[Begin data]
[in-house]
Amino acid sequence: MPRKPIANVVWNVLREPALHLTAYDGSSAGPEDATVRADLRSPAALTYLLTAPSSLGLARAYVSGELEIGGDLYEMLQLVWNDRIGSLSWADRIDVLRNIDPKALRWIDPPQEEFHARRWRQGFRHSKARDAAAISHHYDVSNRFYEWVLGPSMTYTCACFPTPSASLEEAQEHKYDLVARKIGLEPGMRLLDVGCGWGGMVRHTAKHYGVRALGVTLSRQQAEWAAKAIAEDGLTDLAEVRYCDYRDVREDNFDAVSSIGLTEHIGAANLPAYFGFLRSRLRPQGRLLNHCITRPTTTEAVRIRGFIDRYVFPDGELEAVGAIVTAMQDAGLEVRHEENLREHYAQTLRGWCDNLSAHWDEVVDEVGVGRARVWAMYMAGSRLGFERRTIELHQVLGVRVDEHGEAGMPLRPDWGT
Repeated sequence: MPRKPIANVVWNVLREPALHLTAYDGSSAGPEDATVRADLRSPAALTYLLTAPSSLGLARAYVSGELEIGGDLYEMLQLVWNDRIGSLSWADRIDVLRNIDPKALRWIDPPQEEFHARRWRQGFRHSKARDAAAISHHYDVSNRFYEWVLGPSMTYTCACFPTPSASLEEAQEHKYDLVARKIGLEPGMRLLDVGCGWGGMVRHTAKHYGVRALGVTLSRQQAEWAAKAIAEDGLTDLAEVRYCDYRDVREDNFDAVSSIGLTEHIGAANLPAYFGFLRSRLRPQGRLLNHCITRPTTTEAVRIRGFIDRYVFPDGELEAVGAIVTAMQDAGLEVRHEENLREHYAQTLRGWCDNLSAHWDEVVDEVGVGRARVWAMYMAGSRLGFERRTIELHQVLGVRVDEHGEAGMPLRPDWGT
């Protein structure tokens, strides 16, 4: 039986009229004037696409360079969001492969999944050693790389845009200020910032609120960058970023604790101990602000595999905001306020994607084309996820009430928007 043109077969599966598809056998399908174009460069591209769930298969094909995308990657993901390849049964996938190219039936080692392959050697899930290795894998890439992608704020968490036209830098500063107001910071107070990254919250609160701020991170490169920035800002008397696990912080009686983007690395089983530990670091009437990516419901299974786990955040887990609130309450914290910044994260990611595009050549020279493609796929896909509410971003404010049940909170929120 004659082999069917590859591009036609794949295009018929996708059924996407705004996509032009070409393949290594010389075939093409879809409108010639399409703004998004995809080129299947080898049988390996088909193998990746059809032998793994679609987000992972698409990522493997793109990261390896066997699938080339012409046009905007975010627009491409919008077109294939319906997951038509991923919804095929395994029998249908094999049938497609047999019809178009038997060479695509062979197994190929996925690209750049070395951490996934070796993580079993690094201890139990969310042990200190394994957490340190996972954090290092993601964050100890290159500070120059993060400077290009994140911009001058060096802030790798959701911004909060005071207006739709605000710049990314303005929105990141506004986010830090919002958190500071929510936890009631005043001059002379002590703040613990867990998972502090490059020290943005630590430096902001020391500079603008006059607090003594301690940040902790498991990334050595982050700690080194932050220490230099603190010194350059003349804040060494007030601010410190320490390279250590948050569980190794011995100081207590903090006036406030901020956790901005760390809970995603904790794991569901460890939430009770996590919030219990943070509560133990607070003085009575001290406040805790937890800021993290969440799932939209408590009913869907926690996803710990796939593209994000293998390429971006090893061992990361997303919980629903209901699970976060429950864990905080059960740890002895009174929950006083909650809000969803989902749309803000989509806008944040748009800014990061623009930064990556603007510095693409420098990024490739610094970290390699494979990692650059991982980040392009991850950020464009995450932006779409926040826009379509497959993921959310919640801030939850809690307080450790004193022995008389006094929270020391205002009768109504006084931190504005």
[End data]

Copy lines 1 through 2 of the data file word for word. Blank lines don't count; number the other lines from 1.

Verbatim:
[in-house]
Amino acid sequence: MPRKPIANVVWNVLREPALHLTAYDGSSAGPEDATVRADLRSPAALTYLLTAPSSLGLARAYVSGELEIGGDLYEMLQLVWNDRIGSLSWADRIDVLRNIDPKALRWIDPPQEEFHARRWRQGFRHSKARDAAAISHHYDVSNRFYEWVLGPSMTYTCACFPTPSASLEEAQEHKYDLVARKIGLEPGMRLLDVGCGWGGMVRHTAKHYGVRALGVTLSRQQAEWAAKAIAEDGLTDLAEVRYCDYRDVREDNFDAVSSIGLTEHIGAANLPAYFGFLRSRLRPQGRLLNHCITRPTTTEAVRIRGFIDRYVFPDGELEAVGAIVTAMQDAGLEVRHEENLREHYAQTLRGWCDNLSAHWDEVVDEVGVGRARVWAMYMAGSRLGFERRTIELHQVLGVRVDEHGEAGMPLRPDWGT